Fr. Winston Cabading, who upheld the Vatican nullification of the 1948 “Marian Apparition” in Lipa, Batangas, must not suffer the miserable fate of Carlos Celdran who was prosecuted and convicted, albeit without finality, of the archaic offense of “offending religious feelings” under Sec. 133 of the Revised Penal Code.
It will be recalled that during the height of the arduous crusade for the enactment of the Reproductive Health Bill, now Republic Act No. 10354, on September 30, 2010, Celdran, dressed as national hero Jose Rizal, meandered towards the main altar of the Manila Cathedral where an ecumenical activity on bible distribution by Catholic and Protestant leaders was being held. He raised a placard with the name “Damaso” in reference to the villainous friar from Rizal’s novel Noli Me Tangere. Those who were fans of the telenovela “Maria Clara at Ibarra” are familiar with the loathsome Padre Damaso and his detestable deeds.
Carlos Celdran made a political statement, not a religious one, that unlike Padre Damaso, the Catholic hierarchy must not interfere in secular affairs like the passage of the Reproductive Health Bill even as Protestant ministers, Muslim imams, and pastors from other Christian denominations did not oppose the measure.
Verily, Article 133 is a prior restraint on free speech. It forbids a citizen from expressing views which purported offended parties would subjectively consider “notoriously offensive to the feelings of the faithful”. This is vastly different from the victim’s objectively ascertainable death in murder, bodily infliction in physical injuries, damage to property in arson or even a damaged reputation in libel.
In Article 133, the proscription of an act under pain of penalty is a veritable prior censorship or restraint on the freedom of expression because one is foreclosed from expressing his opinion or forced to fossilize his thought on a public issue that demands articulation.
What the constitution protects is more than docile and conventional speech. It truly safeguards controversial and provocative views which challenge audiences.
As ruled in Terminiello vs. City of Chicago (337 U.S. 1 ), “Accordingly, a function of free speech under our system of government is to invite dispute… Speech is often provocative and challenging. It may strike at prejudices and preconceptions and have profound unsettling effects as it presses for acceptance of an idea. That is why freedom of speech, though not absolute, is nevertheless protected against censorship or punishment unless shown likely to produce a clear and present danger of a serious substantive evil that rises far above public convenience, annoyance or unrest.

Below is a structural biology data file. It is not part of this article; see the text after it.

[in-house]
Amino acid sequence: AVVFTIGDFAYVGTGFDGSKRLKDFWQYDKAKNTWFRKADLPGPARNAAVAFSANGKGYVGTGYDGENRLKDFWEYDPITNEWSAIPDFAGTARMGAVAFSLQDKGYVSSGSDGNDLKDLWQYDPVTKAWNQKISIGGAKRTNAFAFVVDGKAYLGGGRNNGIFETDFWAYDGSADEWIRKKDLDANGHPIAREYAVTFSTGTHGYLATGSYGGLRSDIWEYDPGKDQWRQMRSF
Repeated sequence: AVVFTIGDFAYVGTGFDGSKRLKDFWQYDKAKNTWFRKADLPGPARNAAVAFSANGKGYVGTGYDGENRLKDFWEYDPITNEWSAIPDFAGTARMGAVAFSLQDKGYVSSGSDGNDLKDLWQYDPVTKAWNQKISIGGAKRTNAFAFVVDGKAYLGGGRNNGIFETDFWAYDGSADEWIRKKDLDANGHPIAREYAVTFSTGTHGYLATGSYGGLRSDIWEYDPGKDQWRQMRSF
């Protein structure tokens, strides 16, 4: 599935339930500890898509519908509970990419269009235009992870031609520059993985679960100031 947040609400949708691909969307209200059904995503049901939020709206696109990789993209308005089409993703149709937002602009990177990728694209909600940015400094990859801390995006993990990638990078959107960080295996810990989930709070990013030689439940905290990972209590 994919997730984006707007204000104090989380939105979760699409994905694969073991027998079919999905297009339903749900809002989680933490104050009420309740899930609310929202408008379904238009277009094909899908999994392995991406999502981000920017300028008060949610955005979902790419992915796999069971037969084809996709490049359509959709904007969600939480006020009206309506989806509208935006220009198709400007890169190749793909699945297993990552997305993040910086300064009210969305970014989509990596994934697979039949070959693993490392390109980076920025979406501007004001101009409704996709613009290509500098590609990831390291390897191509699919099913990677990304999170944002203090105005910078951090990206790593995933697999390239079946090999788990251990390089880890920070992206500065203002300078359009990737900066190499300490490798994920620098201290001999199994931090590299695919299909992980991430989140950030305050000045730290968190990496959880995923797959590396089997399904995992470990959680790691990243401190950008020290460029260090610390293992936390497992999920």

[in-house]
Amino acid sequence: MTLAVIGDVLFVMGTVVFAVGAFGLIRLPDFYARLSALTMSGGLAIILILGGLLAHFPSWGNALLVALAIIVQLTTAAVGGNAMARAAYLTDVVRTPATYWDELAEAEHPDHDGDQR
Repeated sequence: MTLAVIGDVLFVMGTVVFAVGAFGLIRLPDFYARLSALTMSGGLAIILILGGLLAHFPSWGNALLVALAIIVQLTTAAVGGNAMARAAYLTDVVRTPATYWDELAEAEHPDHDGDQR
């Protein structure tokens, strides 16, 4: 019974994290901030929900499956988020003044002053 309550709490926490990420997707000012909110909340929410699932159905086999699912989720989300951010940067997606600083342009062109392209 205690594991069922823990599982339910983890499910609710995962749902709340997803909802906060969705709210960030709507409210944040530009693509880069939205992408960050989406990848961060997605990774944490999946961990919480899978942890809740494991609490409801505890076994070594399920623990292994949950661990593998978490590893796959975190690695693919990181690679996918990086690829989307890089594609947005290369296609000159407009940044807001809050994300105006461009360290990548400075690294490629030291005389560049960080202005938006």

Of the same import is the ruling of our Supreme Court in Chavez vs. Gonzales which provides that “To be truly meaningful, freedom of speech and of the press should allow and even encourage the articulation of the unorthodox view, though it be hostile to or derided by others; or though such view ‘induces a condition of unrest, creates dissatisfaction with conditions as they are, or even stirs people to anger.’”
There was global outrage on the desecration of the freedom of expression in the aftermath of the terror assault in Paris against the editors and cartoonists of Charlie Hebdo.
The caricature of Prophet Mohammed is widely considered seriously offensive to the religious feelings of Muslims, but the world community, including Muslim leaders, consider the controversial lampoons as protected freedom of expression.
Charlie Hebdo finds affinity in the case of Charlie Celdran, who has been convicted, albeit not final, of violating Article 133.
Aside from alleging Celdran’s display of the Damaso placard, no other “inculpatory” act was attributed to Celdran in the Information. Incidentally, the “offended” religious leaders mentioned in the Information, Cardinal Gaudencio Rosales, Papal Nuncio Edward Joseph Adams, Ambassador Henrietta de Villa and Msgr. Nestor Verbo did not testify for the prosecution. They must have realized that the advocacy of Celdran for modern-day Filipino priests and bishops to shun the sordid reputation of Padre Damaso is a reform shibboleth which does not ridicule or castigate, but on the contrary, challenges, even elevates.
The act of Celdran was neither an insult against any religious faith nor notoriously offensive to the feelings of the faithful. He was not attacking any religion or dogma. His mission was to challenge clerics to reform themselves by not embracing the importuning of Padre Damaso. This is absolutely a protected free speech. Its articulation cannot be subject to prior restraint or subsequent penalty. The liberating mantle of freedom of expression must not be tainted by the obscurantism and unconstitutionality of Article 133.
Carlos Celdran died on October 8, 2019 without seeing his possible vindication by the Supreme Court because his motion for reconsideration assailing the High Court’s affirmation of his conviction by the lower courts was still pending.
Anticipating a delay in the judicial process, I filed House Bill No. 5170 in the 18thCongress to repeal Article 133 for being unconstitutional as an affront on the right of free speech and free expression. Since it was not acted upon during the 18th Congress, I refiled it as House Bill No. 1477 in the current Congress where it is pending before the Committee on Justice.
It is now for the Congress of the Philippines to render justice and redress to Celdran by repealing the aforequoted archaic provision which is an odious remnant of the Dark Ages.
The repeal of Article 133 of the Revised Penal Code will forever foreclose similar prosecutions and travails of well-meaning critics which Carlos Celdran unjustifiably suffered and endured and which may wreak havoc to Fr. Cabading’s freedom of expression.
EDCEL C. LAGMAN